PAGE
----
Wednesday, the twentie second of july, Horner returned back and all the buckskins in the countrie with him and Cornel Lee, a monstrous big fellow in order to bully us to sign and this Lee said to us he would make us sign. and we told him God Almighty had made us once and he neither could nor should make us agin for which he said no mor.  So as I told you before,Captain Holms acquanted all the gentlemen of three or four counties of the province of Maryland to attend on board the day of the sale which hapned on the 22nd of July 1747 after the ship came to an ancor at Wecomica in St. Mary's Conty Maryland which all the following gentlemen did atend: Jestinian Wharton, Mr Edward Digs, Mr John and Joseph Lancasters and Mr. Thomson all of St Marys countie and Mr. William Digs commissioned by a great many more gentlemen out of Prince Georges countie Maryland, who bought all 88 that was aboarde our shipe except three or four that went with two of the common buckskins, them that are born in the countrie, for so they are called..Doctor Stewart and his brother, William, both living in Annopolis and both brothers to David Steward of Ballachalun in Montieth,
Scotland who were all my loyal masters friends and paid the nine pound shilings sterling money that was my price when sold to Mr. Benedict Callvert in Ananopolis who is a verie pretie fellow and one who hade my being set at libertied at heart as much as any man in the province.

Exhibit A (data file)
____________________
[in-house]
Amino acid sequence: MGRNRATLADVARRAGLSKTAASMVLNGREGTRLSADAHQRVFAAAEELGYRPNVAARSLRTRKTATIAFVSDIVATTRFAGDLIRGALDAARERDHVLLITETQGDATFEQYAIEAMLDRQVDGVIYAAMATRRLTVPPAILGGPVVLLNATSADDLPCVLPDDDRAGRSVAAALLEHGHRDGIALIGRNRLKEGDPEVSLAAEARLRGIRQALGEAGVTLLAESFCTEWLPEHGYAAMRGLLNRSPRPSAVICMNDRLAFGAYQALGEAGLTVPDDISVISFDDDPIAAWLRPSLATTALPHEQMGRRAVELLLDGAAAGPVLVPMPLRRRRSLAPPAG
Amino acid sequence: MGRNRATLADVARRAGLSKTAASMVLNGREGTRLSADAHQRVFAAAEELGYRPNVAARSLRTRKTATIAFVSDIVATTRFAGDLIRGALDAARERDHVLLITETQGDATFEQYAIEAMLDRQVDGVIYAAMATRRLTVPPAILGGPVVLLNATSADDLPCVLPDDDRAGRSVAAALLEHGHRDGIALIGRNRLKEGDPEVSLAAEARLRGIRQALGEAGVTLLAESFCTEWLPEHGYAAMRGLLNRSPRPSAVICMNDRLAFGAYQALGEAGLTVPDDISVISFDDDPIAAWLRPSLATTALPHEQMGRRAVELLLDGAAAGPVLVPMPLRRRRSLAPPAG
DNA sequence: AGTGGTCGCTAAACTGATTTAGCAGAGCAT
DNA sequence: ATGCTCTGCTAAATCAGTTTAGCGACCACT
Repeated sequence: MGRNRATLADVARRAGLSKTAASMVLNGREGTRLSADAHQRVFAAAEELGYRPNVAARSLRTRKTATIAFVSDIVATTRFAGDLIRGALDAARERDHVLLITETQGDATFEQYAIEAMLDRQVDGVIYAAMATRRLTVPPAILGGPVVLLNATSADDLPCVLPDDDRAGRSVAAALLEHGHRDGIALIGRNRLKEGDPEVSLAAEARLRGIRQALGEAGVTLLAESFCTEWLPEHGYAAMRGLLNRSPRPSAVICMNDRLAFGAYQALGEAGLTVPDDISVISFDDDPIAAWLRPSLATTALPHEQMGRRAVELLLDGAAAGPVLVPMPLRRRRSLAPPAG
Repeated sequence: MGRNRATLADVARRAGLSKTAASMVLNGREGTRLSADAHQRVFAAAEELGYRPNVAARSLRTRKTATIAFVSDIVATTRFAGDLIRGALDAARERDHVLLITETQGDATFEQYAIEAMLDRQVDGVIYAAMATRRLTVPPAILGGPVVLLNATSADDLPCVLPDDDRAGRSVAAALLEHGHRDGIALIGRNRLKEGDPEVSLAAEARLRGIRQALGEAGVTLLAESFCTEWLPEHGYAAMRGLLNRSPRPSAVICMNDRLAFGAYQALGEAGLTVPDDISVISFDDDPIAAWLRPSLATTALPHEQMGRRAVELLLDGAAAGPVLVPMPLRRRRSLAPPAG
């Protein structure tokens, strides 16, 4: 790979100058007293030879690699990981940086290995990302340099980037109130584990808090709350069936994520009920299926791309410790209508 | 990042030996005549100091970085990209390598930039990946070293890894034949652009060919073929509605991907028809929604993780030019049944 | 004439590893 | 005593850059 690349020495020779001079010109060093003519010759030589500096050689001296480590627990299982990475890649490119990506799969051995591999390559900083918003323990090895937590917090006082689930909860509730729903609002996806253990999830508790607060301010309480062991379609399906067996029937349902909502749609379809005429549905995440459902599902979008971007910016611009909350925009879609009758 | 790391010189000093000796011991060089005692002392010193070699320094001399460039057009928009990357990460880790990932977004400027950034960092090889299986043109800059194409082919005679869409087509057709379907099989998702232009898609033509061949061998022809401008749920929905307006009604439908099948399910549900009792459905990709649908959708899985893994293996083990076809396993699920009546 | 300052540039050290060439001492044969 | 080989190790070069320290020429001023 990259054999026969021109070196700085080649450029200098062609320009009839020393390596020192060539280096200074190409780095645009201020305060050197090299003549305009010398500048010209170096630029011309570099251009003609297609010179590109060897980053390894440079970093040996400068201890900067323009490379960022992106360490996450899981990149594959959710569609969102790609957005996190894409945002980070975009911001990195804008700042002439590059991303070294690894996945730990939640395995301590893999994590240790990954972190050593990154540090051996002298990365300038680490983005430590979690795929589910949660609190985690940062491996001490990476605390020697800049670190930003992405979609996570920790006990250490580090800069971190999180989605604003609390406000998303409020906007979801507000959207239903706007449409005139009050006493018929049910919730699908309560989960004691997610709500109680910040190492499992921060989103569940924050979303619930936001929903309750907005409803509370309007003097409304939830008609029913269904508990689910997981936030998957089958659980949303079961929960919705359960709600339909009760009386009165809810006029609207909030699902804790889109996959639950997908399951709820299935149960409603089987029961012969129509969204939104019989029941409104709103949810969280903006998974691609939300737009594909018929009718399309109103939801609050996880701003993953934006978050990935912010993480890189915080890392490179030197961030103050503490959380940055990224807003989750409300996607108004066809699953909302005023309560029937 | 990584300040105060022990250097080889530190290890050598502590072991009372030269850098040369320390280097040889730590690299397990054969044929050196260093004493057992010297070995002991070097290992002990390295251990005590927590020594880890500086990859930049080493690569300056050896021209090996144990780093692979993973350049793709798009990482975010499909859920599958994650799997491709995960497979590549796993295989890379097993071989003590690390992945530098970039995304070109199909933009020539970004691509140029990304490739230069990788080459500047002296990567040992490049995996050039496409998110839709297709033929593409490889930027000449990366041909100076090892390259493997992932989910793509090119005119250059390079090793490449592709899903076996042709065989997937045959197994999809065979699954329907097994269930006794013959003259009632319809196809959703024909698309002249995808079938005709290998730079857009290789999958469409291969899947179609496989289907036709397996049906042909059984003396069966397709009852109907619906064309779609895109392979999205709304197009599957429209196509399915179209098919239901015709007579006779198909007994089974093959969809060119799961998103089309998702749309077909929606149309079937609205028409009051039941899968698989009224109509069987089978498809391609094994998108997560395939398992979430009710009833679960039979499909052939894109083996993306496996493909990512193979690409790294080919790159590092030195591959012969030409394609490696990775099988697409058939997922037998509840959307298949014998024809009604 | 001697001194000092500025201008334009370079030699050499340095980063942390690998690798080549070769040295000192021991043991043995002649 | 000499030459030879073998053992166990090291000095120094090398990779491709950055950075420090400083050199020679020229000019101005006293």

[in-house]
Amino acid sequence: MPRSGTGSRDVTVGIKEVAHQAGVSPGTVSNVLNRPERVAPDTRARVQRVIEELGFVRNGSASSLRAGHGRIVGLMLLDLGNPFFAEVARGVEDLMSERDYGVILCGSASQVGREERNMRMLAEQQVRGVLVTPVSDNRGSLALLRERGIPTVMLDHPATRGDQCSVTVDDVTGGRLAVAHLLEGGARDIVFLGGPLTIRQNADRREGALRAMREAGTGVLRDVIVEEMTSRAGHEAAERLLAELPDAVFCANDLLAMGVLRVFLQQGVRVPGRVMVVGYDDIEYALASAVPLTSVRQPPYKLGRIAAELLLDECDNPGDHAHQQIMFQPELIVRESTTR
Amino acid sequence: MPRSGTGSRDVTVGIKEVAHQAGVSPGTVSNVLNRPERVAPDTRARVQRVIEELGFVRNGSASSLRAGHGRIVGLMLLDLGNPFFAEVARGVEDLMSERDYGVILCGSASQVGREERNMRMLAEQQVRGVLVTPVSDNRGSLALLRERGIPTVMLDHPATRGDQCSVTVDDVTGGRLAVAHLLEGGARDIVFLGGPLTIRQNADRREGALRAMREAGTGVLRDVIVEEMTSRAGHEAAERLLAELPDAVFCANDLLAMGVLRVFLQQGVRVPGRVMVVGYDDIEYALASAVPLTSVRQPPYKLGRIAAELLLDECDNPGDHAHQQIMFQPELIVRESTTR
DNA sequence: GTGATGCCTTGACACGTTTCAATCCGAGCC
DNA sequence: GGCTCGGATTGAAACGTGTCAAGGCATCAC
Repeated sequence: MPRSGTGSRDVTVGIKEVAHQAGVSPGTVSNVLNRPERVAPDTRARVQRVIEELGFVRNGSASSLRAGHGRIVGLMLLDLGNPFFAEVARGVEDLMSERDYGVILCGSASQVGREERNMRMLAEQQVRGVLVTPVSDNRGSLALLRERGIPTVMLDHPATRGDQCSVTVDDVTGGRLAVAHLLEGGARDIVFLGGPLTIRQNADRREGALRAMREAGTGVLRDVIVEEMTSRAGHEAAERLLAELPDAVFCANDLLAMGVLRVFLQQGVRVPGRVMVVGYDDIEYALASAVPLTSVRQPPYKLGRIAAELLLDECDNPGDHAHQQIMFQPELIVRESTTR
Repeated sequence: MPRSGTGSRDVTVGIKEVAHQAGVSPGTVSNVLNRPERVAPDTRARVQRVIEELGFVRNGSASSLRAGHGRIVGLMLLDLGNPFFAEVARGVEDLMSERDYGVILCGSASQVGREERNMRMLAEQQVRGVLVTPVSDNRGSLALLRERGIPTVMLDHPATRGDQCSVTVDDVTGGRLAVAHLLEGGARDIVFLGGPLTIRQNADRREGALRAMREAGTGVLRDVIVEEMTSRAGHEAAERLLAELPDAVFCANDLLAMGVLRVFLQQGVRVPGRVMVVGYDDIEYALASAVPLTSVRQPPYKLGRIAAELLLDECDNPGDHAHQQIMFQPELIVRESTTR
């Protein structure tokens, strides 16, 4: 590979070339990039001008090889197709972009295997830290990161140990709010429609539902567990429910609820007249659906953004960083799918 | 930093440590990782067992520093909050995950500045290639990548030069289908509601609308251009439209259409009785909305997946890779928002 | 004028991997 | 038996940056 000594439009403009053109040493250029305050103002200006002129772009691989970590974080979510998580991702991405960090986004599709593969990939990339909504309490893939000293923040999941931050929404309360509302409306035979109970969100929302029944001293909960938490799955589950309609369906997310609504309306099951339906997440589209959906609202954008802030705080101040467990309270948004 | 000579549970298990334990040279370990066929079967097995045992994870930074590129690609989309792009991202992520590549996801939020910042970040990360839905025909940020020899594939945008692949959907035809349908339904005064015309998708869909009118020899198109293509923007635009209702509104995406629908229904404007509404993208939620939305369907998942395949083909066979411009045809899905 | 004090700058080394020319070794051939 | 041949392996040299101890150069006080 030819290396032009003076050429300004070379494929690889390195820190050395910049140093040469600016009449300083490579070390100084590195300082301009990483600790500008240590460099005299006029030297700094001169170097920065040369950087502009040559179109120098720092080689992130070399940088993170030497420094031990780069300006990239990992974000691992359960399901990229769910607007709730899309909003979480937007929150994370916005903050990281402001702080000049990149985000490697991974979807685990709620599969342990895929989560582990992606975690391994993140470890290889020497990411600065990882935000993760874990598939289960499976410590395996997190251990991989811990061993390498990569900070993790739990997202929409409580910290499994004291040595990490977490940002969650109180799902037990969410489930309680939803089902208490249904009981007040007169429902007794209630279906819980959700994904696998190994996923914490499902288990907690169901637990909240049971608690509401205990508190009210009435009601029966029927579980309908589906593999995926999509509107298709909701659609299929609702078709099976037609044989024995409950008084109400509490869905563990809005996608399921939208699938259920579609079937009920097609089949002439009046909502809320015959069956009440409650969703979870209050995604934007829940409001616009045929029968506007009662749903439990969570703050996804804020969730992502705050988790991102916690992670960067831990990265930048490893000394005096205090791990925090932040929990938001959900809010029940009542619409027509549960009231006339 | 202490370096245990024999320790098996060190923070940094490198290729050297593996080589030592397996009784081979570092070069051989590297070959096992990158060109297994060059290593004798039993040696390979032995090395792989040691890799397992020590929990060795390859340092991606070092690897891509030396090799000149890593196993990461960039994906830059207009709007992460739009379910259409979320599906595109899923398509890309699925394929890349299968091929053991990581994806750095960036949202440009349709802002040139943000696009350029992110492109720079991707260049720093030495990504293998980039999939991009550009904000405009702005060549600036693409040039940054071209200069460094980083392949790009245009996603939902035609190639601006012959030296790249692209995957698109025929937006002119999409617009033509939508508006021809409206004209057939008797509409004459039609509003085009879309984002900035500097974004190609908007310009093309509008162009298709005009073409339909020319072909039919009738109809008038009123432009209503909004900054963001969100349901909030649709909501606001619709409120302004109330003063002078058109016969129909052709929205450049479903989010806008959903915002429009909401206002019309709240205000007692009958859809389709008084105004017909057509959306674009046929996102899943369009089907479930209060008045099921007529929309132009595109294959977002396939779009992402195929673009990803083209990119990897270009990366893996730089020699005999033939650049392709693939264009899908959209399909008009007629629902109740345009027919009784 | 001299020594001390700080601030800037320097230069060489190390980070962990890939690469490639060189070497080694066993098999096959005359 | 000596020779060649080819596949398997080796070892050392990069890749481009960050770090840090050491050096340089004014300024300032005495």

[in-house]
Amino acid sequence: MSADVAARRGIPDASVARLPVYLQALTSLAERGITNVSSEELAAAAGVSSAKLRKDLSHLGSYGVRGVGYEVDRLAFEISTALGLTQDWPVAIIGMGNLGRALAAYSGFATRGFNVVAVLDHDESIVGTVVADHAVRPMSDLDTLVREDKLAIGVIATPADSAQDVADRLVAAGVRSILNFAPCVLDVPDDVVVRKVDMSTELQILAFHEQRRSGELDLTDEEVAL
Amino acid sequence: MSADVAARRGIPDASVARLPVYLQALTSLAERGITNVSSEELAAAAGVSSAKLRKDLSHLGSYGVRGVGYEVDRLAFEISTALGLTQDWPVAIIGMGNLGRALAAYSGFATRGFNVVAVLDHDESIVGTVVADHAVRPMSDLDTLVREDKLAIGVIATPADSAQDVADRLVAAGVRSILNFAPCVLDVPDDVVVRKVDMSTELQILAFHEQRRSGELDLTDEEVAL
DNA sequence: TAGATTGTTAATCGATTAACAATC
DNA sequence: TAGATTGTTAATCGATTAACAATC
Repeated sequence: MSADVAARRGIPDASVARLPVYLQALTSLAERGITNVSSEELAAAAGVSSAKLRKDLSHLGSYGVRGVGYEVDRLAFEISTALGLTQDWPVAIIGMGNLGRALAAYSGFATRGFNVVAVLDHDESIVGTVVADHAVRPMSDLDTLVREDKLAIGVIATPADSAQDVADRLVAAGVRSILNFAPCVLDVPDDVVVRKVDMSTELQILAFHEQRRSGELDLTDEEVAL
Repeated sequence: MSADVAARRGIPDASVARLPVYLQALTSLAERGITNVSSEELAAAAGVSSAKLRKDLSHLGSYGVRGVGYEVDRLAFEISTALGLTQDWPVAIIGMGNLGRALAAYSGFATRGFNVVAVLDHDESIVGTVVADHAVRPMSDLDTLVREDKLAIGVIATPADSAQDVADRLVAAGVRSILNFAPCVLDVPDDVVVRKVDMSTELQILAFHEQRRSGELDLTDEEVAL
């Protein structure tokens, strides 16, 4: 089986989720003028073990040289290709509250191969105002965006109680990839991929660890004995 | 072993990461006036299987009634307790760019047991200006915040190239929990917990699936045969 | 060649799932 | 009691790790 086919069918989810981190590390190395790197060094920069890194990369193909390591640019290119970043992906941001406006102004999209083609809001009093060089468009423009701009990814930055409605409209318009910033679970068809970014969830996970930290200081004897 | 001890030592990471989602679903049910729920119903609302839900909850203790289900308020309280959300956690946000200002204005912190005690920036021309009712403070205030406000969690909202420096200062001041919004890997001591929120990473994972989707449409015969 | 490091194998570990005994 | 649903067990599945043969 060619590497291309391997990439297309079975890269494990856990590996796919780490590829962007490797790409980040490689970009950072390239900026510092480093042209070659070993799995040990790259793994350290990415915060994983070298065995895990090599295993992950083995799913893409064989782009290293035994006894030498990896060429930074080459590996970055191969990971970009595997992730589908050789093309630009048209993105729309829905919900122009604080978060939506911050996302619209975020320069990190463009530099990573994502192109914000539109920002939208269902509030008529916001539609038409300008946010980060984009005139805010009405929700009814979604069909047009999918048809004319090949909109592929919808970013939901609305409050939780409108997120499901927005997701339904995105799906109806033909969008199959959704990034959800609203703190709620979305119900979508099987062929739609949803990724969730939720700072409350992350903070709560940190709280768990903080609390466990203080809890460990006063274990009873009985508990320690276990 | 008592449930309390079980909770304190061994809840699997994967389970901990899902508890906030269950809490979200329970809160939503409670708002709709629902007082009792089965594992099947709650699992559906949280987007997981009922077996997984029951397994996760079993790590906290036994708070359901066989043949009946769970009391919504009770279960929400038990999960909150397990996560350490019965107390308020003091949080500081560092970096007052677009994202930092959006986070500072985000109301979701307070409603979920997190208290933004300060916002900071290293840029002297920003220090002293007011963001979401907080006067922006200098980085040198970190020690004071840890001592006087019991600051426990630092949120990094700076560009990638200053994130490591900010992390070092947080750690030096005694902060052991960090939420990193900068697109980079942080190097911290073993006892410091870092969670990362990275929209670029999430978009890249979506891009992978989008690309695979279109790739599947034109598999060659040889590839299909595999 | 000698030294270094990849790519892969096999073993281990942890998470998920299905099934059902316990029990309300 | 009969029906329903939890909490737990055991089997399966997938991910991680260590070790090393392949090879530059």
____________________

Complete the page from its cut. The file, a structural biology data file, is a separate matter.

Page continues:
Going Home....

And now being at my own libertie, I came down the countrie from Annopolis and got the len of a horse from Mr. Callvert, 26 miles down to Mr. Ignasious Digs in Prince George county and a servant fro Mr. Digs, 17 miles down to Mr. Henre Neils and from Mr. Neils two horses and servant. 10 miles down to Portobaco to one Mr. Collen Mitchell who keeps a great ins their and who used me verie sivale and never would take anything from me neither in passin nor repassing and their I meet with my good freind, Mr. John Mushet and his brother, Doctor Mushet wher I stayed when I had the ague and wanted for nothing that house and shopes could afoord me..These two Mushes are sister sons of old Lendricks in Stirlingshire Scotland..And from that I went twenty miles down to widow Neils and her son in law, Mr. Edward Digs who was one of the gentlemen that assisted in purchasing my freedom and I stayed theire till Mr. Mushet found out an honest man, a captain of a ship called the Peggie of Dumfries bound for Dumfreece and one David Blair who was lying at Matticks in Virgine , only seven miles of Potomock River to cross and 11 of January 1748, I took my livee of all my friends and went aboard on the 19th of the month, it was the 28th before we set sail down